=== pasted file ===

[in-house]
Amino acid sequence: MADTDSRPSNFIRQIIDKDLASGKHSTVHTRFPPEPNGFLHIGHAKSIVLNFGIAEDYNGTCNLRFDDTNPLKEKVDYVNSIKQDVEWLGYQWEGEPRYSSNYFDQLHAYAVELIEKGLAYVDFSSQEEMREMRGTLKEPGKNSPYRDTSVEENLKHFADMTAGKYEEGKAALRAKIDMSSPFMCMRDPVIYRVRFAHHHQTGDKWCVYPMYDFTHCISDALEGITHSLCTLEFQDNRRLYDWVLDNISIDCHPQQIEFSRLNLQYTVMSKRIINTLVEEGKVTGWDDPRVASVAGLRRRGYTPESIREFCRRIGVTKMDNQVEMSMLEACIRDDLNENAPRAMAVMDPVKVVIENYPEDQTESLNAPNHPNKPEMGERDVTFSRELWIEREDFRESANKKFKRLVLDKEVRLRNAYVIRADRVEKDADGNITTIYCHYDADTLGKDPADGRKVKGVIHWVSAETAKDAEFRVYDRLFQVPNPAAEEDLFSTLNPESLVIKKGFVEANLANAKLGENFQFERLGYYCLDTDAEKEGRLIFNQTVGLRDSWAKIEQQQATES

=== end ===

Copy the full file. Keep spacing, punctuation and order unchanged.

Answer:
[in-house]
Amino acid sequence: MADTDSRPSNFIRQIIDKDLASGKHSTVHTRFPPEPNGFLHIGHAKSIVLNFGIAEDYNGTCNLRFDDTNPLKEKVDYVNSIKQDVEWLGYQWEGEPRYSSNYFDQLHAYAVELIEKGLAYVDFSSQEEMREMRGTLKEPGKNSPYRDTSVEENLKHFADMTAGKYEEGKAALRAKIDMSSPFMCMRDPVIYRVRFAHHHQTGDKWCVYPMYDFTHCISDALEGITHSLCTLEFQDNRRLYDWVLDNISIDCHPQQIEFSRLNLQYTVMSKRIINTLVEEGKVTGWDDPRVASVAGLRRRGYTPESIREFCRRIGVTKMDNQVEMSMLEACIRDDLNENAPRAMAVMDPVKVVIENYPEDQTESLNAPNHPNKPEMGERDVTFSRELWIEREDFRESANKKFKRLVLDKEVRLRNAYVIRADRVEKDADGNITTIYCHYDADTLGKDPADGRKVKGVIHWVSAETAKDAEFRVYDRLFQVPNPAAEEDLFSTLNPESLVIKKGFVEANLANAKLGENFQFERLGYYCLDTDAEKEGRLIFNQTVGLRDSWAKIEQQQATES